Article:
Daddy gets his loving, she’s used to his being in and out. Mommy is shown her place with a toss of the head, a loud sniff, a firmly turned back. There is no yelling or wailing even now, and which is why I come back to the manipulation, she well knows what will work best, without even having heard her great aunts or grandmoms, masters of the game all, ever having had a chance to coach her. The cooleth doeth to me every time, and I go forward, remorseful, to coax, cajole, and plead my case, even as daddy rolls his eyes and says “wimp".

I try, I really do try hardening my heart and laying down the law, and even though the husband refuses to believe it, it works, kinda, sorta, most of the time. It’s not wimpishness, it’s just that I sometimes wonder if there was something I could have done differently, should have done differently, when she was inside me. And that makes me more susceptible than other moms perhaps, to give in to her sometimes. It’s that same question most mothers of children with special needs ask themselves. For the most, that answer for them, as for me, despite my precious baby’s sneaky scheming, is no. There wasn’t. It wasn’t your fault. Or mine. Sometimes in life, sadly, bullcrap happens. The trick is in knowing it is just BS, shoveling it out of the way as best as you can, and getting on with the business of living.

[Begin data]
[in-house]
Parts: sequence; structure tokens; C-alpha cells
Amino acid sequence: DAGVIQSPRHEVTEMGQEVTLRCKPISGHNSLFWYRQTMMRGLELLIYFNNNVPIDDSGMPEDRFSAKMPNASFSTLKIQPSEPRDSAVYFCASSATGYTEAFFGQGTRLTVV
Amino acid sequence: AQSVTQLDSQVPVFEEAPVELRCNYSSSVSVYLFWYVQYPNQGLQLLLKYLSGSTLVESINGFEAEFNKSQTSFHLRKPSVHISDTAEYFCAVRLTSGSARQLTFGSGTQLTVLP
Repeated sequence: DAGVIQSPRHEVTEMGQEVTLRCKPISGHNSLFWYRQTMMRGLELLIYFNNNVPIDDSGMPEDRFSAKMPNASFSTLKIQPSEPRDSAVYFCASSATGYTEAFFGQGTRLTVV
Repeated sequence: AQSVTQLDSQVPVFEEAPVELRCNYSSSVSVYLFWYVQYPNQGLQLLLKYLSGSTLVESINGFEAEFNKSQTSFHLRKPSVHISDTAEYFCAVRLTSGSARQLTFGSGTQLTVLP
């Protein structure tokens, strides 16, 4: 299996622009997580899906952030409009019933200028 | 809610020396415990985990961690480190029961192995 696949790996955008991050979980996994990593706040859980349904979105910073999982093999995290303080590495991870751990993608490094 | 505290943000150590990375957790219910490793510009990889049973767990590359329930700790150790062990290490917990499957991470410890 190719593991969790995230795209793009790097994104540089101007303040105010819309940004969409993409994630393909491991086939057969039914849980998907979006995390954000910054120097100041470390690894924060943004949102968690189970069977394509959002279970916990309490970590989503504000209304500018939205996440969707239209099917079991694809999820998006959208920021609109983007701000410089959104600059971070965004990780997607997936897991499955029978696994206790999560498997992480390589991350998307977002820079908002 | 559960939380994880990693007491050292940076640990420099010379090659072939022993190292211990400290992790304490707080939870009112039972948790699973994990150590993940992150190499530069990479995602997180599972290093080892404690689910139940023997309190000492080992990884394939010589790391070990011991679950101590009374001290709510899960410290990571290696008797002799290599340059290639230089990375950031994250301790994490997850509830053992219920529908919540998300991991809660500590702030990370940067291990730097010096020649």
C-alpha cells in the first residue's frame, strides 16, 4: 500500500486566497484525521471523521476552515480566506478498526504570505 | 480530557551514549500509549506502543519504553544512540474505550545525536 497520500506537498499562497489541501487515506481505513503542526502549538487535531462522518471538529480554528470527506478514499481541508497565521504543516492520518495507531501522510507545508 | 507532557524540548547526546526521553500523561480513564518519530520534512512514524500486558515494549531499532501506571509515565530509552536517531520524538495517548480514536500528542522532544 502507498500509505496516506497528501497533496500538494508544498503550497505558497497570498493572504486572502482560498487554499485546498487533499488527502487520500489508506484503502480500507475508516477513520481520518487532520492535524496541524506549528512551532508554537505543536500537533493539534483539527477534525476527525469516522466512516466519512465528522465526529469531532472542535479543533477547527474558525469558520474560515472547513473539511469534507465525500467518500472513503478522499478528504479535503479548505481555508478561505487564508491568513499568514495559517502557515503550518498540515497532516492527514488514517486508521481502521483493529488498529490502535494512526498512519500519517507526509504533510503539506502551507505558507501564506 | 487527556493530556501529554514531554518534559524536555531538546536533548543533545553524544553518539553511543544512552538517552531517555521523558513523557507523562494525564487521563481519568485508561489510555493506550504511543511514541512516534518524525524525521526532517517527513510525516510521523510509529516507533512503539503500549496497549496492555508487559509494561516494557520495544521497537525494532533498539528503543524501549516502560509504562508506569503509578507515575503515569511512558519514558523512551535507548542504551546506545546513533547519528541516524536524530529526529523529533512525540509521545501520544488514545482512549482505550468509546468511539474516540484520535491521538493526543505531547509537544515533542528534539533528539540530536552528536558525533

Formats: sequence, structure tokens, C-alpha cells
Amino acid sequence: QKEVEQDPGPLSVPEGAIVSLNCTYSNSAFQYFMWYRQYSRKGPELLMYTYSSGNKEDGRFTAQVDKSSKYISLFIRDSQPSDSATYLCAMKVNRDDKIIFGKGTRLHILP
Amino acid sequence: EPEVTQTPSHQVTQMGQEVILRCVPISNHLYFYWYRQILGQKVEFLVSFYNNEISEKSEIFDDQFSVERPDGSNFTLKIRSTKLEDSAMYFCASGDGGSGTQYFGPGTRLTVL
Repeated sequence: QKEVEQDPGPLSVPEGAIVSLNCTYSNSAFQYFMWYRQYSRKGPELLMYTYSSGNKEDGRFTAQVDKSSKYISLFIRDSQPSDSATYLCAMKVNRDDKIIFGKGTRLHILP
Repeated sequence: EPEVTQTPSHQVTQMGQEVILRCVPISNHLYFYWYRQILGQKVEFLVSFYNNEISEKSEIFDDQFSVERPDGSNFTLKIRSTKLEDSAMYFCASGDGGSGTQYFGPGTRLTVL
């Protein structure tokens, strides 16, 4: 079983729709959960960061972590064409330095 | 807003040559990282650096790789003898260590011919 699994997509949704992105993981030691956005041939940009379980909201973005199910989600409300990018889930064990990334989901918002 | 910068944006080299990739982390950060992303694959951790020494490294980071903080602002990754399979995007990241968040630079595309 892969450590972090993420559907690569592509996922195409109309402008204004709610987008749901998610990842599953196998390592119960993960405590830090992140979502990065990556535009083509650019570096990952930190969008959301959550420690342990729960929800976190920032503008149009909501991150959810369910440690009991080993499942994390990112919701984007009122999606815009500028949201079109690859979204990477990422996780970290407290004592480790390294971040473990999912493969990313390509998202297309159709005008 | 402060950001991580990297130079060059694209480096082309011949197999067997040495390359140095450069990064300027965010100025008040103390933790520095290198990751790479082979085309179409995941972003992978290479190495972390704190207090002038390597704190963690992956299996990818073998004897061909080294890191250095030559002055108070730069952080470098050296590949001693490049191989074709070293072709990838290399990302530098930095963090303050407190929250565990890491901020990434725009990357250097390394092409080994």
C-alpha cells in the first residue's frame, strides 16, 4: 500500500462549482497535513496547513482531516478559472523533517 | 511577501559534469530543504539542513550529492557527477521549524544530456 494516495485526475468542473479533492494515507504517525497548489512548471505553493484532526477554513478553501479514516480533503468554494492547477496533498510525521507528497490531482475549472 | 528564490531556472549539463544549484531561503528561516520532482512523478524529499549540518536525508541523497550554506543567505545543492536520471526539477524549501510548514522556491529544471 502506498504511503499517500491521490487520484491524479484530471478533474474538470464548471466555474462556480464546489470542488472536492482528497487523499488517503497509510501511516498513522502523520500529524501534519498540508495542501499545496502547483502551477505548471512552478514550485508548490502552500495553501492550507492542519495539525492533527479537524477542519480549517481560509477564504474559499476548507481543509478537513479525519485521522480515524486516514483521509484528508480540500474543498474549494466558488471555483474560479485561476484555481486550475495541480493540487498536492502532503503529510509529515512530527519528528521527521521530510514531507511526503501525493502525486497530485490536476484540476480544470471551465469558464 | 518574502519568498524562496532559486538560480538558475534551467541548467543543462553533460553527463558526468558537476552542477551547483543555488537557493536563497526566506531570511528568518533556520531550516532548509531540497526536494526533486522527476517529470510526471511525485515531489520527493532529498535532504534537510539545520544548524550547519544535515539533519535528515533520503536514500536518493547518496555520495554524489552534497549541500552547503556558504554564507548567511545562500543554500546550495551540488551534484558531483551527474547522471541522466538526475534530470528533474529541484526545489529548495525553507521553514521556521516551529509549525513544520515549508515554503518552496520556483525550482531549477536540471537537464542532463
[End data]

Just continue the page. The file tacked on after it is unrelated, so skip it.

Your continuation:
The Moppet Show is a blog by Kadambari Murali Wade about her experiences of bringing up a child with multiple special needs. A new blog entry will be published every Friday. Read the previous blogs here.